Thousands of rail workers to walk out for three days in June in biggest strike since 1989 | UK News

Thousands of rail workers to walk out for three days in June in biggest strike since 1989 | UK News


Railway workers planning to strike for three days later this month will “shut down the system”, according to the RMT union.

It said that up to 50,000 of its members across Network Rail, 13 train operators and on London Underground would walk out on 21 June in the “biggest outbreak of industrial action in the UK since 1989”.

An estimated 40,000 rail workers – excluding its Tube members – would strike on 23 and 25 June.

The strike dates follow ballots that ended last month.

There are three issues at the heart of the dispute for the union: pay, compulsory redundancies and safety concerns.

The row stems from government demands for savings on a network that was propped up by the taxpayer to the tune of £16bn when passenger numbers collapsed during the COVID crisis.

RMT general secretary Mick Lynch said: “Railway workers have been treated appallingly and despite our best efforts in negotiations, the rail industry with the support of the government has failed to take their concerns seriously.

“We have a cost-of-living crisis, and it is unacceptable for railway workers to either lose their jobs or face another year of a pay freeze when inflation is at 11.1% and rising.

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May 29: Rail strike action is ‘very likely’

“Our union will now embark on a sustained campaign of industrial action which will shut down the railway system.

“Rail companies are making at least £500m a year in profits, whilst fat cat rail bosses have been paid millions during the COVID-19 pandemic.

“This unfairness is fuelling our members anger and their determination to win a fair settlement.

“RMT is open to meaningful negotiations with rail bosses and ministers, but they will need to come up with new proposals to prevent months of disruption on our railways.”

The government had said last month that contingency plans were being put in place to mitigate the impact of any strikes but freight services – to maintain the flow of goods – would have to be prioritised over passenger services.

There is also, clearly, bad blood between the transport secretary Grant Shapps and the union movement.

Comments in a Sunday Telegraph interview, in which Mr Shapps said the government was looking at drawing up laws that would ensure minimum service levels during industrial action, have raised union hackles.

The looming industrial action will be seen as a major test of Boris Johnson’s administration as it seeks to concentrate on the issues facing the country, such as tackling the cost of living crisis, in the wake of the slender victory for the PM in Monday’s confidence vote among Conservative MPs.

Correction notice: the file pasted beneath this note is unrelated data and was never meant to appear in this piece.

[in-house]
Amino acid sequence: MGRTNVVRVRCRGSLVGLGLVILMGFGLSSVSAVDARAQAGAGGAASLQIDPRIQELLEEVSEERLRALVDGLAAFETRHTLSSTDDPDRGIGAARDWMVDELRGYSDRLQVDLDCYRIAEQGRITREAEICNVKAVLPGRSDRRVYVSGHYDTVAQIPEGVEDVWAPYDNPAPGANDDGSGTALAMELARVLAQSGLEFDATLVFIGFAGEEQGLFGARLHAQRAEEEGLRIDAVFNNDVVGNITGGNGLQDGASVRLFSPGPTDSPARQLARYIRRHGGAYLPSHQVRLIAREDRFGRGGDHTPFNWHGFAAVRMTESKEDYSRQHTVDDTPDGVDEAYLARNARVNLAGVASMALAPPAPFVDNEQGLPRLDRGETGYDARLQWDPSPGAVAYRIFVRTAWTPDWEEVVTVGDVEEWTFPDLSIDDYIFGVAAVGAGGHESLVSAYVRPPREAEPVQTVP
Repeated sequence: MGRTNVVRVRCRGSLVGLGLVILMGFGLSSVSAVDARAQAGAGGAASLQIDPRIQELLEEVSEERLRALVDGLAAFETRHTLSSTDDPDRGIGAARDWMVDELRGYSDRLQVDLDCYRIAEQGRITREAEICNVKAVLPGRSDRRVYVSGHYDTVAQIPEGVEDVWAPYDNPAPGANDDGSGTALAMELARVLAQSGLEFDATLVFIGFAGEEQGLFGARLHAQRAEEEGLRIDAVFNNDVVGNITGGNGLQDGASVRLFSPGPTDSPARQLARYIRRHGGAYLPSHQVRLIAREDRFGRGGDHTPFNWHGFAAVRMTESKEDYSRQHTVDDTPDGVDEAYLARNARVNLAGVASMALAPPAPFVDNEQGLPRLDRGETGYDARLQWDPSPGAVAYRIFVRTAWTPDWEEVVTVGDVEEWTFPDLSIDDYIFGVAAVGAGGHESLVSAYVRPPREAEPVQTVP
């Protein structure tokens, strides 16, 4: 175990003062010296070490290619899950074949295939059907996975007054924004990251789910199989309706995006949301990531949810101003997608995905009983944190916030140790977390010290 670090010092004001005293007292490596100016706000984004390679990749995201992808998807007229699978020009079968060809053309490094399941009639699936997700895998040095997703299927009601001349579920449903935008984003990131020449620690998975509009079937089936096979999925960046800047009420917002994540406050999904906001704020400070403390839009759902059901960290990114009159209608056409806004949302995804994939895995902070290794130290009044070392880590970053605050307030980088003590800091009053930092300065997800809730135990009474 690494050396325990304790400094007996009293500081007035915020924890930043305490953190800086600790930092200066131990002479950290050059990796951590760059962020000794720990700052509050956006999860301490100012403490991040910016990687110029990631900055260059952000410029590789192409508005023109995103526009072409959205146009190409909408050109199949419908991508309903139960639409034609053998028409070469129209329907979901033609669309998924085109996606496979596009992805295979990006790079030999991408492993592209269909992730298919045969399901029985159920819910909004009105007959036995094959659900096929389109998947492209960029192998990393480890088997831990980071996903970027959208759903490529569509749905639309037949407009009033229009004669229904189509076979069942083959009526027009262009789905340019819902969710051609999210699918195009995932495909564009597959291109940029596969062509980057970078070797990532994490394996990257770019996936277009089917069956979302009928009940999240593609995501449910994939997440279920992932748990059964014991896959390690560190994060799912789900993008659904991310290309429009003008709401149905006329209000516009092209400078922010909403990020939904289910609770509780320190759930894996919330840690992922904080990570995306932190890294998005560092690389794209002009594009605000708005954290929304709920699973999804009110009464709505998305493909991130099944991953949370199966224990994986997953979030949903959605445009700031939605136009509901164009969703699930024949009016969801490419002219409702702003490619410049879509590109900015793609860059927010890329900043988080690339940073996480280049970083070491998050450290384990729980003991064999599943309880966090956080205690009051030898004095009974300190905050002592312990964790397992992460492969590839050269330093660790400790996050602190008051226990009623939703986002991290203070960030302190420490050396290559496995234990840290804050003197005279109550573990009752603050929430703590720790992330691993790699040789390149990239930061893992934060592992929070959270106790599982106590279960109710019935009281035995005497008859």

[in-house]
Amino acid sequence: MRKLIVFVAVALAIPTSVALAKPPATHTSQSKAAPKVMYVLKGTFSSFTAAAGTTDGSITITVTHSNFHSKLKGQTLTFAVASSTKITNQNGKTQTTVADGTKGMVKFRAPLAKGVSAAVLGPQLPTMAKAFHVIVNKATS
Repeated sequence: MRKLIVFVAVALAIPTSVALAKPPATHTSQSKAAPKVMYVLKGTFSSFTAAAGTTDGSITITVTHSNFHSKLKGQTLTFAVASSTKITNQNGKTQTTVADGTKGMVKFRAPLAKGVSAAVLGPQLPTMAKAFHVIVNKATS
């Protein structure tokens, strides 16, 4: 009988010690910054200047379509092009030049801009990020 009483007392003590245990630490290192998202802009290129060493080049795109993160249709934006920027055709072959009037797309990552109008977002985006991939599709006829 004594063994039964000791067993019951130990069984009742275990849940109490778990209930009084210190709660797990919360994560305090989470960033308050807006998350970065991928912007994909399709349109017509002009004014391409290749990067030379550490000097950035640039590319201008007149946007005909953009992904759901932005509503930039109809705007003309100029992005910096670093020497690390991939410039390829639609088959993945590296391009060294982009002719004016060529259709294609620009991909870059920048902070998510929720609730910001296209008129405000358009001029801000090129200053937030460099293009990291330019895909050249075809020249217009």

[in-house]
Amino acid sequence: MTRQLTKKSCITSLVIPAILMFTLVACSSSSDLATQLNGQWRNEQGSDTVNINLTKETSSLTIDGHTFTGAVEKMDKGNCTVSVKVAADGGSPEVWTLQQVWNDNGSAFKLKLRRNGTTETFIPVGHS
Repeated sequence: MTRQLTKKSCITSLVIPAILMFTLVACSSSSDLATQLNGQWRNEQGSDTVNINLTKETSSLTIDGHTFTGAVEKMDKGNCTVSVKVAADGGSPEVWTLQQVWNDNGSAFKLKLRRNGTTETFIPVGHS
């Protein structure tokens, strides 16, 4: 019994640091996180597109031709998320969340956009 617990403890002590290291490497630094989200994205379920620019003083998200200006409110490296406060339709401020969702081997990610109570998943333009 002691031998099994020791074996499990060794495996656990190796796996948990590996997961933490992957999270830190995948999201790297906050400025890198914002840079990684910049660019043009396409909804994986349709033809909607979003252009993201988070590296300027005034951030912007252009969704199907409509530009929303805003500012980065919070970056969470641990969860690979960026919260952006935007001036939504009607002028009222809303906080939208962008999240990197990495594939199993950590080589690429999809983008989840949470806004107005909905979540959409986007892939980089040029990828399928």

Disruption caused by the London Underground dispute has also coincided with trouble for air passengers as airports and airlines grapple staff shortages that have forced the cancellation of flights for several months and severe delays too – most recently over the half-term holidays.

Chairman of the Rail Delivery Group, Steve Montgomery, admitted that “significant disruption will be inevitable” should the action take place.

“Today’s announcement is disappointing”, he said.

“We urge the RMT’s leadership to call off needless and damaging strikes and continue to work with us to ensure a fair deal for our people and for the taxpayer while securing the long-term future of the railways.

“No-one wins in the event of a strike. Staff lose pay, the industry loses vital revenue making it harder to afford pay increases, and passengers and businesses are disrupted.”

Network Rail’s chief executive, Andrew Haines, held out hope that a deal could be agreed to avert the rail strikes.

“We continue to meet with our trades unions to discuss their pay concerns and we’re doing everything we can to avoid strike action on the railway”, he said in a statement.

“We know that the cost of living has increased and we want to give our people a pay rise, but the RMT must recognise we are a public body and any pay increase has to be affordable for taxpayers.

“Travel habits have changed forever and the railway must change as well. We cannot expect to take more than our fair share of public funds, and so we must modernise our industry to put it on a sound financial footing for the future. Failure to modernise will only lead to industry decline and more job losses in the long run.”



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Author: Shirley